Red Jewel: Ted’s Letter To Jim (cont)

Another excerpt from my book “Red Jewel.”

Ted’s letter to Jim…..cont:

“For me Jim, Saipan represents not just a loss of my youthful exuberance
and innocence but also a loss of confidence and faith in the human
condition. Added to all of that, I lost some very good friends there,
one in particular. I almost lost the love of my life too, indirectly. You
see Jim, sadly, tragically, at such a young age, with the loss of my leg,
I became cynical about life itself, human nature and the limitless
capacity of my fellow human beings to inflict untold misery, cruelty
and suffering on one another. My heart became hardened.”

“Mother of God Ted, I am so sorry.”

“It is probably difficult for you to see this now but Saipan in those days
was a world of military fanaticism, of martial madness and of sheer
dread. At its very core life on Saipan was underscored by an oppressor
who ruled with the mindful and purposeful contempt for all that
was good and sacred in this world of ours. Honor, above all else, was
sacrosanct to them. Arrogance was a welcomed trait. Cruelty was
commonplace. Life was cheap. The military rulers of Saipan could
not understand compliance. Surrender was not in their lexicon. They
had no respect for a defeated or conquered people. Surrendering
without death was cowardice to them and was an anathema to their
code of conduct: their Bushido Code – or Bullshit Code as I called it.
Thus, the citizenry of Saipan, by their mere survival, had no human
rights in the eyes of their conquerors. They lived their lives under a
yoke of military oppression and disgust. Th ey were considered lowlife
and dogs by their military masters. Yet unquestionable loyalty to a
foreign deity was demanded of them. Allegiance and devotion were
expected to this foreign icon that was not of the spiritual form in the
traditional supernatural sense but of a human physical stature and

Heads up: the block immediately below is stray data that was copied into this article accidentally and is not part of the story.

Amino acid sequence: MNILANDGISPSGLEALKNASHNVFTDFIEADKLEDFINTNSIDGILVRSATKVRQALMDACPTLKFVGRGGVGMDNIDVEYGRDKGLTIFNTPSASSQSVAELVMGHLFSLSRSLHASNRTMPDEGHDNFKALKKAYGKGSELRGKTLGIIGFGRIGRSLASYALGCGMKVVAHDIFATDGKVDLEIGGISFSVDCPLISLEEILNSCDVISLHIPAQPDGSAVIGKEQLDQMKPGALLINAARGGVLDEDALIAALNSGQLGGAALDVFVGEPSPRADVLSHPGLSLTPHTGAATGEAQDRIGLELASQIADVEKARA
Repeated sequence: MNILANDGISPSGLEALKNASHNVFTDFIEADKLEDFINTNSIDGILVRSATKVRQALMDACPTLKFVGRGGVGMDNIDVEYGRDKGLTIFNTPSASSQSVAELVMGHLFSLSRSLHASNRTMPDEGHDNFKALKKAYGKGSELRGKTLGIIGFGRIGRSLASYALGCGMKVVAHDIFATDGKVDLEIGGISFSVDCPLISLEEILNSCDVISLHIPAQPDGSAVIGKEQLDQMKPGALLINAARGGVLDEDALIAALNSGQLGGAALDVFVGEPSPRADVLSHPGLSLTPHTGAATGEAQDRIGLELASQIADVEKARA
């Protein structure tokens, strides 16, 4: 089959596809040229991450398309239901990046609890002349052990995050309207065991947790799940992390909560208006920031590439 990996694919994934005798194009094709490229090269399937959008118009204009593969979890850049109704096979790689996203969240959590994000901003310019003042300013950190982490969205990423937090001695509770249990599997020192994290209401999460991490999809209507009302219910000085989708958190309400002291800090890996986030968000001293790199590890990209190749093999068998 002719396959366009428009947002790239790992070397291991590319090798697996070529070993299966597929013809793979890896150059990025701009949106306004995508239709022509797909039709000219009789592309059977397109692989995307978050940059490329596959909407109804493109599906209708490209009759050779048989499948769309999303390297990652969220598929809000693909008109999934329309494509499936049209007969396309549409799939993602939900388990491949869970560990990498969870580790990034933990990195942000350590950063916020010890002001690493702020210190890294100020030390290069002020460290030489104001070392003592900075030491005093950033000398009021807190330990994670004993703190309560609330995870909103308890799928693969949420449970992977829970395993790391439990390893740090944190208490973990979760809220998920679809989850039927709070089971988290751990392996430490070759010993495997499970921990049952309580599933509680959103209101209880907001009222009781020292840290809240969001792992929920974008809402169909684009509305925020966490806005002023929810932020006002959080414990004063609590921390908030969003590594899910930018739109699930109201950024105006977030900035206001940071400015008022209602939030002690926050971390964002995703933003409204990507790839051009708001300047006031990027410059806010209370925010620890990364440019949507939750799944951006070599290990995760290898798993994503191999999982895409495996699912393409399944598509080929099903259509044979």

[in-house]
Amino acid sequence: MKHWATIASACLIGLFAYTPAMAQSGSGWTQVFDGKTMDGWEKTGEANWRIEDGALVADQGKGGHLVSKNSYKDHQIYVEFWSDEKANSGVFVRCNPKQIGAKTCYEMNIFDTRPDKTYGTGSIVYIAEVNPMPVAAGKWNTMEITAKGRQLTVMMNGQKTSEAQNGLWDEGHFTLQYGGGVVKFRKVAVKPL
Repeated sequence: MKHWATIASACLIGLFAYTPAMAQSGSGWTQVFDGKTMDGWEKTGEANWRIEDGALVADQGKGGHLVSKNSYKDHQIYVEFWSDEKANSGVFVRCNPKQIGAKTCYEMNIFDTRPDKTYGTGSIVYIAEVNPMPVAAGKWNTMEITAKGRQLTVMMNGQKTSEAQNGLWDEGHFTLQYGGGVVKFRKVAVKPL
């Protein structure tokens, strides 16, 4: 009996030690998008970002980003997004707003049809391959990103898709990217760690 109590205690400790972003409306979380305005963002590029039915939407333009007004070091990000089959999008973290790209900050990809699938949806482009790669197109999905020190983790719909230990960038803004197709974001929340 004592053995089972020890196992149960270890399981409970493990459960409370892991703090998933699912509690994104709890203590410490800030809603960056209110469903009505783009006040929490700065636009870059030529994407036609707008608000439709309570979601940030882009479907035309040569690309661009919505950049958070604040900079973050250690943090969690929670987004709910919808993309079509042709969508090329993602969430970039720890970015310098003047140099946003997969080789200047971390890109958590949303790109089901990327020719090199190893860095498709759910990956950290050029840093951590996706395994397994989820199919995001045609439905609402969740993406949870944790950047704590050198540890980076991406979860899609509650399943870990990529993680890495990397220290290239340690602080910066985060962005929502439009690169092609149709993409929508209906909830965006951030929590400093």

nature…in other words, their Emperor was considered a living gawd.”

“Unbelievable Ted. I never knew this.”

“The military presence that ruled Saipan in those days ruled by fear.
They were fanatical in their beliefs and demanded the same from the
Chamorro people and the Korean slave labor. To do otherwise meant
untold suffering or certain death. Not surprisingly Jim, over time, the
oppressed people of Saipan adapted and became dependant (sic) upon the
military dictatorship for their subsistence, for their security, for their
survival. Ultimately, they were brainwashed. They were brainwashed
into thinking that their military masters had their best interests at
heart. But they were also brainwashed against the very people who
were committed to their liberation and freedom. Us! Consequently Jim,
it was very difficult for us as liberators to undermine their mistrust of
us and of everything that America stood for.

“Sitting with you, drinking Oly’s and chit chatting on those
numerous afternoons at the Ala Wai, was very enjoyable for me Jim
and I do not begrudge those moments for a minute.

“The war in the Pacific was an American war, not Canadian. Canada’s war was the European war.

Jim smiled at that memory.

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